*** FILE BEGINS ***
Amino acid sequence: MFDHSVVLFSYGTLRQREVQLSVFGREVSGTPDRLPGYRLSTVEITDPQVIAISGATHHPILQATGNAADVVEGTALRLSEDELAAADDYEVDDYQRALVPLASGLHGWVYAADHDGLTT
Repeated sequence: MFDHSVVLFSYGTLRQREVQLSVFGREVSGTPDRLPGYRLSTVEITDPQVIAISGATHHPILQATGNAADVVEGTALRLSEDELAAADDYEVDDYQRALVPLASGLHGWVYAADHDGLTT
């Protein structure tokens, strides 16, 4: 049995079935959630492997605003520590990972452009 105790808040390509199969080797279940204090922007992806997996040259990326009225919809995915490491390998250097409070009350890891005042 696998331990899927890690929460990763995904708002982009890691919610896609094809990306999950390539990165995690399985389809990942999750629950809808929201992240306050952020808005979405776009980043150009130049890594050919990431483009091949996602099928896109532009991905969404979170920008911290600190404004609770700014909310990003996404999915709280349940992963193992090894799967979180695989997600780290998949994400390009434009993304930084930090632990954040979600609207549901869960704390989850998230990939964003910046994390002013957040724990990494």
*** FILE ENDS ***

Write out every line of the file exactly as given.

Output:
Amino acid sequence: MFDHSVVLFSYGTLRQREVQLSVFGREVSGTPDRLPGYRLSTVEITDPQVIAISGATHHPILQATGNAADVVEGTALRLSEDELAAADDYEVDDYQRALVPLASGLHGWVYAADHDGLTT
Repeated sequence: MFDHSVVLFSYGTLRQREVQLSVFGREVSGTPDRLPGYRLSTVEITDPQVIAISGATHHPILQATGNAADVVEGTALRLSEDELAAADDYEVDDYQRALVPLASGLHGWVYAADHDGLTT
């Protein structure tokens, strides 16, 4: 049995079935959630492997605003520590990972452009 105790808040390509199969080797279940204090922007992806997996040259990326009225919809995915490491390998250097409070009350890891005042 696998331990899927890690929460990763995904708002982009890691919610896609094809990306999950390539990165995690399985389809990942999750629950809808929201992240306050952020808005979405776009980043150009130049890594050919990431483009091949996602099928896109532009991905969404979170920008911290600190404004609770700014909310990003996404999915709280349940992963193992090894799967979180695989997600780290998949994400390009434009993304930084930090632990954040979600609207549901869960704390989850998230990939964003910046994390002013957040724990990494």